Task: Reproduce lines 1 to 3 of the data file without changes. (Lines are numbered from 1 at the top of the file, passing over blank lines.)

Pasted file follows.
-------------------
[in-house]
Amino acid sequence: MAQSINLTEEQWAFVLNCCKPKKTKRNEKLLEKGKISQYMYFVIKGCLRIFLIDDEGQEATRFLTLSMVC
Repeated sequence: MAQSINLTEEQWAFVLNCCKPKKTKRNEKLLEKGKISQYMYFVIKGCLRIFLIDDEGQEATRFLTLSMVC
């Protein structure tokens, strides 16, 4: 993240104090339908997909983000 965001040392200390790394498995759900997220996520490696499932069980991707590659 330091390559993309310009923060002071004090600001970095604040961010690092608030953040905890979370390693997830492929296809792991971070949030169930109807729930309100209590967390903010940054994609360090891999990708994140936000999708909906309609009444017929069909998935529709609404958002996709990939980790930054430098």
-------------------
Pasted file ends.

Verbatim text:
[in-house]
Amino acid sequence: MAQSINLTEEQWAFVLNCCKPKKTKRNEKLLEKGKISQYMYFVIKGCLRIFLIDDEGQEATRFLTLSMVC
Repeated sequence: MAQSINLTEEQWAFVLNCCKPKKTKRNEKLLEKGKISQYMYFVIKGCLRIFLIDDEGQEATRFLTLSMVC